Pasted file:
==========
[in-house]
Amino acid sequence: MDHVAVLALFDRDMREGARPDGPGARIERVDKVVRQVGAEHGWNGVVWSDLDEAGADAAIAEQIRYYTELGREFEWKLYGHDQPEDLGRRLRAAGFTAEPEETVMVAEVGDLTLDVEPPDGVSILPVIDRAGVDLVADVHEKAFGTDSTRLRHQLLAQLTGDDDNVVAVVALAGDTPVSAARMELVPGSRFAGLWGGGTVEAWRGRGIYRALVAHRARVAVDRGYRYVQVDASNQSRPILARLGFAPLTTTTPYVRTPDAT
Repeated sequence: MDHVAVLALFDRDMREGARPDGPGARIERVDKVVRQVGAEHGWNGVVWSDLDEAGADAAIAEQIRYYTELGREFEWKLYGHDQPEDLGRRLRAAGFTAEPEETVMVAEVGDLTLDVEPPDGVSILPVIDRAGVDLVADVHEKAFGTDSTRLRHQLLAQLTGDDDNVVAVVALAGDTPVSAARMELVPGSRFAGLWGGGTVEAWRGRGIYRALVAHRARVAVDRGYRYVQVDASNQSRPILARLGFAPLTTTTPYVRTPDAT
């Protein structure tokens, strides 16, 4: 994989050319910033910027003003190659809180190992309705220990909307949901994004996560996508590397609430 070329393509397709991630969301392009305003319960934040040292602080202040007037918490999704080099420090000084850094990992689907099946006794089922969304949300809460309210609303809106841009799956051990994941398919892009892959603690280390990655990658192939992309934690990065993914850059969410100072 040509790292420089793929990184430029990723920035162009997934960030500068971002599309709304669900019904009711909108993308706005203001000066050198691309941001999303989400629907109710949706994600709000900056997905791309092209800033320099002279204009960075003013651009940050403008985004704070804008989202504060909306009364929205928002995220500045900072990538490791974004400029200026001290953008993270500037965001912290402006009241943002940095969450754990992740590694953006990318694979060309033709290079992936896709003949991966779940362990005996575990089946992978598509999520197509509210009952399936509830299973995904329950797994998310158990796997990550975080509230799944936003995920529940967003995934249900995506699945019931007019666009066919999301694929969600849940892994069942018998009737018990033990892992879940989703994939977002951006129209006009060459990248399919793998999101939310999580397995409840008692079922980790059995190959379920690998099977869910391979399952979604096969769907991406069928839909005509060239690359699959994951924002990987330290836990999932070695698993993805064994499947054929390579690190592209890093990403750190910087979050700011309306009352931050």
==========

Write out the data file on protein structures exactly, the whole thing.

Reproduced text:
[in-house]
Amino acid sequence: MDHVAVLALFDRDMREGARPDGPGARIERVDKVVRQVGAEHGWNGVVWSDLDEAGADAAIAEQIRYYTELGREFEWKLYGHDQPEDLGRRLRAAGFTAEPEETVMVAEVGDLTLDVEPPDGVSILPVIDRAGVDLVADVHEKAFGTDSTRLRHQLLAQLTGDDDNVVAVVALAGDTPVSAARMELVPGSRFAGLWGGGTVEAWRGRGIYRALVAHRARVAVDRGYRYVQVDASNQSRPILARLGFAPLTTTTPYVRTPDAT
Repeated sequence: MDHVAVLALFDRDMREGARPDGPGARIERVDKVVRQVGAEHGWNGVVWSDLDEAGADAAIAEQIRYYTELGREFEWKLYGHDQPEDLGRRLRAAGFTAEPEETVMVAEVGDLTLDVEPPDGVSILPVIDRAGVDLVADVHEKAFGTDSTRLRHQLLAQLTGDDDNVVAVVALAGDTPVSAARMELVPGSRFAGLWGGGTVEAWRGRGIYRALVAHRARVAVDRGYRYVQVDASNQSRPILARLGFAPLTTTTPYVRTPDAT
């Protein structure tokens, strides 16, 4: 994989050319910033910027003003190659809180190992309705220990909307949901994004996560996508590397609430 070329393509397709991630969301392009305003319960934040040292602080202040007037918490999704080099420090000084850094990992689907099946006794089922969304949300809460309210609303809106841009799956051990994941398919892009892959603690280390990655990658192939992309934690990065993914850059969410100072 040509790292420089793929990184430029990723920035162009997934960030500068971002599309709304669900019904009711909108993308706005203001000066050198691309941001999303989400629907109710949706994600709000900056997905791309092209800033320099002279204009960075003013651009940050403008985004704070804008989202504060909306009364929205928002995220500045900072990538490791974004400029200026001290953008993270500037965001912290402006009241943002940095969450754990992740590694953006990318694979060309033709290079992936896709003949991966779940362990005996575990089946992978598509999520197509509210009952399936509830299973995904329950797994998310158990796997990550975080509230799944936003995920529940967003995934249900995506699945019931007019666009066919999301694929969600849940892994069942018998009737018990033990892992879940989703994939977002951006129209006009060459990248399919793998999101939310999580397995409840008692079922980790059995190959379920690998099977869910391979399952979604096969769907991406069928839909005509060239690359699959994951924002990987330290836990999932070695698993993805064994499947054929390579690190592209890093990403750190910087979050700011309306009352931050």